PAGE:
Now, I had three surgeries, but they happened later in life and were strictly age-related: a cataract surgery, which was an elective procedure, and two skin surgeries to remove tags and growths, which usually appear with old age. Maybe that should have been a warning and I should have known to rein in my passion for rich food as I got older, but it never crossed my mind.

I know something was wrong when I lost my appetite and couldn’t even stand the sight of food. I had to vomit a few times, and then the worst started, the diarrhea. I can’t recall how many times Mom or Dad went outside with me, and often, I couldn’t do anything even though I had an urge. During the whole ordeal, I never felt weak or in pain, but the diarrhea didn’t ease up, and I kept rejecting any kind of food.

Luckily, my vet found out right away that I was suffering from pancreatitis, and after having been hooked up to an IV for several hours three days in a row and having been medicated, I now feel better again. I was hoping to celebrate my recovered health with a big juicy steak, but to my great dismay, my favorite food will be off-limits for who knows how long.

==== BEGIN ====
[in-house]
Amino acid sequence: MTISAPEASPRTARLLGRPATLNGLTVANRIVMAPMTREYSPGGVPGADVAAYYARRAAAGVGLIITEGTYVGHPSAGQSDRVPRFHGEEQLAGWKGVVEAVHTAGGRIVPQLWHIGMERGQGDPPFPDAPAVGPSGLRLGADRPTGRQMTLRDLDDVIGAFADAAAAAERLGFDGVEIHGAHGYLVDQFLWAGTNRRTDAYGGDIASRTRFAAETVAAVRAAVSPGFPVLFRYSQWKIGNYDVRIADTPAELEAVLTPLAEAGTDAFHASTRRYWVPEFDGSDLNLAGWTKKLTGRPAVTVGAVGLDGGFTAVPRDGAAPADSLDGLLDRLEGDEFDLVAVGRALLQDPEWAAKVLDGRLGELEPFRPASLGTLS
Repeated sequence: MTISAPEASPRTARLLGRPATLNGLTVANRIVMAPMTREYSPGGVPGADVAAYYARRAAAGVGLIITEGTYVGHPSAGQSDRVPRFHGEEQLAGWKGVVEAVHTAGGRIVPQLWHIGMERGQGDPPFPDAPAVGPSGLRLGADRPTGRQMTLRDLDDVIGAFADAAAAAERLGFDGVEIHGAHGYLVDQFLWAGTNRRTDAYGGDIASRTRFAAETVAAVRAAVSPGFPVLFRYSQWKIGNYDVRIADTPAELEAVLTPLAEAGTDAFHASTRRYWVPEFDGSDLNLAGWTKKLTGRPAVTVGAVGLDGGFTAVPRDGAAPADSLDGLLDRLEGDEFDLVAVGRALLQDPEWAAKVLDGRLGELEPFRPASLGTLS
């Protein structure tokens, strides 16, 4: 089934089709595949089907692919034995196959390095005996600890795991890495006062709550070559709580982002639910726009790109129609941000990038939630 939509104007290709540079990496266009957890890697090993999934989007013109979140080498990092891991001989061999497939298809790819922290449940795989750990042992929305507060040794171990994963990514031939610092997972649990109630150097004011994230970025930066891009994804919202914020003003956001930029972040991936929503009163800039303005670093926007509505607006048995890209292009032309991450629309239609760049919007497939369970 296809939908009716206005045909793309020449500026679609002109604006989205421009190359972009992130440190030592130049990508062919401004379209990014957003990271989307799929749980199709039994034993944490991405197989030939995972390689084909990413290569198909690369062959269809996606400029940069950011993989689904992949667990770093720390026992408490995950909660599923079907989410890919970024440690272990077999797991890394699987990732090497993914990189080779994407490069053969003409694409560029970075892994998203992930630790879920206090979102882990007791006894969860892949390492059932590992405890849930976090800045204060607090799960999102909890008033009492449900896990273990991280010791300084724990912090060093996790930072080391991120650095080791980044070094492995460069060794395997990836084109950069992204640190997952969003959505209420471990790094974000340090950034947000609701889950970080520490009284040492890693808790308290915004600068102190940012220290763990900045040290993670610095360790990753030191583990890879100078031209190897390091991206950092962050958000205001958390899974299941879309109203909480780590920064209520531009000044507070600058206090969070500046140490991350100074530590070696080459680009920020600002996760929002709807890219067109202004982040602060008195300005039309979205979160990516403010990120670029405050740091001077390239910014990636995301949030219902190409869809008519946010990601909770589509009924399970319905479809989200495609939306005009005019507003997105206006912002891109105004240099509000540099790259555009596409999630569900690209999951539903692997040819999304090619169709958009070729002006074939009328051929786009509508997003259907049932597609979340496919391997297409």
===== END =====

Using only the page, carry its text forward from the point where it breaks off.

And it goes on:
Life isn’t fair. When I was a pup, I could eat steak three times a day but couldn’t afford even a smell. Now that I can afford it, I can’t eat it.

Thursday, February 25, 2016

My skin surgery

By Hobo Hudson

Early this week, I had surgery big time. The vet cut me open in six places. He removed two tumors on my chest—which I hope will be benign—one skin tag on my head, another one on my cheek and three on my back, two of which he could reach with only one incision. I thanked him for it.